Tuesday, 24 November 2020
Nithe i dtosach suíonna - Commencement Matters
This is my first time addressing the Minister in the House so I warmly welcome him here. I commend him on the outstanding job he is doing in health which, in fairness, is something that has been acknowledged by all sides of the House.
I am sure the Minister is familiar with the very sad situation that obtains at Oaklands nursing home in Listowel, which is about two miles from my home. It has made the headlines recently for all the wrong reasons, in particular the fact that 23 out of 24 patients proved to be Covid-positive and, as of this morning, we had six Covid-related deaths. Just now, as I was walking into the Chamber, I was informed that the number has risen to eight. I sympathise with the afflicted and with the families of the bereaved. It is a terrible time for them. The reason I tabled this question is to try to help them to get information. They are very reasonable people but there has been a communications deficit both regarding what is happening in Oaklands and what is happening in some of the other community care facilities around the county, including in the town of Kenmare, as you know well yourself, a Chathaoirligh.
The situation in Oaklands is disturbing insofar as there is plenty of evidence to show that HIQA had concerns about the facility for a substantial period.In its most recent unannounced visit during the summer, it found quite a number of deficiencies in the management, and a big list of improvements to be made was drawn up at that time. Unfortunately, we have no knowledge of what was taking place before the outbreak of the pandemic in Oaklands nursing home, but certain questions have to be raised. What was the follow through action on the issues flagged during the HIQA visits, and who supervised it? Either the facility was working appropriately and adequately or it was not.
I refer again to the issue of communications. The families involved, like all families, have suffered so much, and they have not been able to attend the funerals of their loved ones. The very least they need to know is what is happening there right now and what the immediate plans for the future of that facility are.
I will speak briefly on the other issue I wish to raise. As the Minister of State knows, patients from the nursing home have been dispersed to other community care facilities in the county. Latterly, and in the past few days in particular, this has given rise to widespread concern in all the other hubs involved in Kerry. I would like to know whether it is true that in places such as Kenmare there is an increased level of infection, either among the patients or the staff in the nursing homes there. Are there adequate staff rotation systems in place, for example, in Kenmare? What additional facilities does the Minister of State think should be provided to help homes like those in Kenmare to deal with the incursion that has been visited upon them as a result of the Oaklands situation? I am not trying to make any political capital out of this situation, and even though it is happening close to where I live, I have no real involvement in or knowledge of Oaklands nursing home. Like all the other facilities, it seemed to be working reasonably well, but this was all going on behind the scenes and we did not know about it. I look forward to hearing the Minister of State's response to the issues I have raised.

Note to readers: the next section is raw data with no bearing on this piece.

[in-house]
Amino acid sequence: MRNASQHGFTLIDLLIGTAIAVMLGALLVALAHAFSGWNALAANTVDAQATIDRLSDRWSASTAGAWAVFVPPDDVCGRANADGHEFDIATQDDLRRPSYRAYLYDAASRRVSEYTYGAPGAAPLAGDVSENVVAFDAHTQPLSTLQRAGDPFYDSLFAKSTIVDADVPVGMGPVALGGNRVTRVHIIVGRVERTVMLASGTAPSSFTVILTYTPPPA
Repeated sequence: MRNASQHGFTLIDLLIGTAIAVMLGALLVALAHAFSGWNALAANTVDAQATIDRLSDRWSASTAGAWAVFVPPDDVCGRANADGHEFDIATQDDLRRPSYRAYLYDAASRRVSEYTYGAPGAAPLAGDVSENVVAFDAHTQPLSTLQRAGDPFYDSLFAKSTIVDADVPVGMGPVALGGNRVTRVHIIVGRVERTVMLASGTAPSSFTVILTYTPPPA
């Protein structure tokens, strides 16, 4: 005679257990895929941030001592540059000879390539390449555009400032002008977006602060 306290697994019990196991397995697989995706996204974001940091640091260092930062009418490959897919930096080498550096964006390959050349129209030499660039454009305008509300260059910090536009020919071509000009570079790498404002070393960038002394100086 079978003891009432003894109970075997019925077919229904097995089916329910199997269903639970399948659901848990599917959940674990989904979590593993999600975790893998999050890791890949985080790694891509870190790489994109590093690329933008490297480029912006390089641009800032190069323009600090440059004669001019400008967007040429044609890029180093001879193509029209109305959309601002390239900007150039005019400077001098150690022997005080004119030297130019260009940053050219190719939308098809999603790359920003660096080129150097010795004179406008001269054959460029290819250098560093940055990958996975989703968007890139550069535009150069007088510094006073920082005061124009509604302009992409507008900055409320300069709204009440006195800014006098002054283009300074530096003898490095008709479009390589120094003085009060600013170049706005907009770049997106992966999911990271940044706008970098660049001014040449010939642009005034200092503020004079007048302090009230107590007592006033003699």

It is lovely to be back again in these beautiful surroundings. Every time I look up at those beautiful Waterford Crystal chandeliers, I think how very lucky we are to be in such an opulent room.
I want to thank the Senator for raising this very important issue. Every person who is supported in older person's services is entitled to expect and receive supports of the highest standard. Quality care and patient safety is a priority, and our continued focus is, and will always be, to deliver safe, high-quality services.